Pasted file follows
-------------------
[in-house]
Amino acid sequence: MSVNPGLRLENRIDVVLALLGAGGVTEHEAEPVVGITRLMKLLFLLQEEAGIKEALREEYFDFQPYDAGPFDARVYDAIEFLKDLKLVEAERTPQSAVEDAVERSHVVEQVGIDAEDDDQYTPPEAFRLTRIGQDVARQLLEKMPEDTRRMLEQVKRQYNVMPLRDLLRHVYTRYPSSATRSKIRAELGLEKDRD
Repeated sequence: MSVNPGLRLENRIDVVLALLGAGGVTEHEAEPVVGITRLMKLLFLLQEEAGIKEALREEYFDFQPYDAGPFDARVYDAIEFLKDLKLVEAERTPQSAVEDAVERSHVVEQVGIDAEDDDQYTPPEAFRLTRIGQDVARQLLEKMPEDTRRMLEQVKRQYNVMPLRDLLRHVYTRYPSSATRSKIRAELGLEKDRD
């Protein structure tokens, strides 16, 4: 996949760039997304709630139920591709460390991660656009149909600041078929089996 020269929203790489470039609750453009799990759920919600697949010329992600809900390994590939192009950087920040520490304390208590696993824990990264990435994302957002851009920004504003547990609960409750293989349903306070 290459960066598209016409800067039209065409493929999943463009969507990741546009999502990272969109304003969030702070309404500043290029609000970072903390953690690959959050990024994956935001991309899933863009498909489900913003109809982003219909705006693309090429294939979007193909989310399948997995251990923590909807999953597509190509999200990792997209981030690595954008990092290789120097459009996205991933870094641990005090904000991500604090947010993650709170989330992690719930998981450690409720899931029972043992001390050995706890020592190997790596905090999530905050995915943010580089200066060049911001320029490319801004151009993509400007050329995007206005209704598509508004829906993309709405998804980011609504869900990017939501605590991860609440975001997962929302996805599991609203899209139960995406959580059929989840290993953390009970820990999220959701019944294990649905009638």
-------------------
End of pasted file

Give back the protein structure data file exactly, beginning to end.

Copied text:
[in-house]
Amino acid sequence: MSVNPGLRLENRIDVVLALLGAGGVTEHEAEPVVGITRLMKLLFLLQEEAGIKEALREEYFDFQPYDAGPFDARVYDAIEFLKDLKLVEAERTPQSAVEDAVERSHVVEQVGIDAEDDDQYTPPEAFRLTRIGQDVARQLLEKMPEDTRRMLEQVKRQYNVMPLRDLLRHVYTRYPSSATRSKIRAELGLEKDRD
Repeated sequence: MSVNPGLRLENRIDVVLALLGAGGVTEHEAEPVVGITRLMKLLFLLQEEAGIKEALREEYFDFQPYDAGPFDARVYDAIEFLKDLKLVEAERTPQSAVEDAVERSHVVEQVGIDAEDDDQYTPPEAFRLTRIGQDVARQLLEKMPEDTRRMLEQVKRQYNVMPLRDLLRHVYTRYPSSATRSKIRAELGLEKDRD
């Protein structure tokens, strides 16, 4: 996949760039997304709630139920591709460390991660656009149909600041078929089996 020269929203790489470039609750453009799990759920919600697949010329992600809900390994590939192009950087920040520490304390208590696993824990990264990435994302957002851009920004504003547990609960409750293989349903306070 290459960066598209016409800067039209065409493929999943463009969507990741546009999502990272969109304003969030702070309404500043290029609000970072903390953690690959959050990024994956935001991309899933863009498909489900913003109809982003219909705006693309090429294939979007193909989310399948997995251990923590909807999953597509190509999200990792997209981030690595954008990092290789120097459009996205991933870094641990005090904000991500604090947010993650709170989330992690719930998981450690409720899931029972043992001390050995706890020592190997790596905090999530905050995915943010580089200066060049911001320029490319801004151009993509400007050329995007206005209704598509508004829906993309709405998804980011609504869900990017939501605590991860609440975001997962929302996805599991609203899209139960995406959580059929989840290993953390009970820990999220959701019944294990649905009638």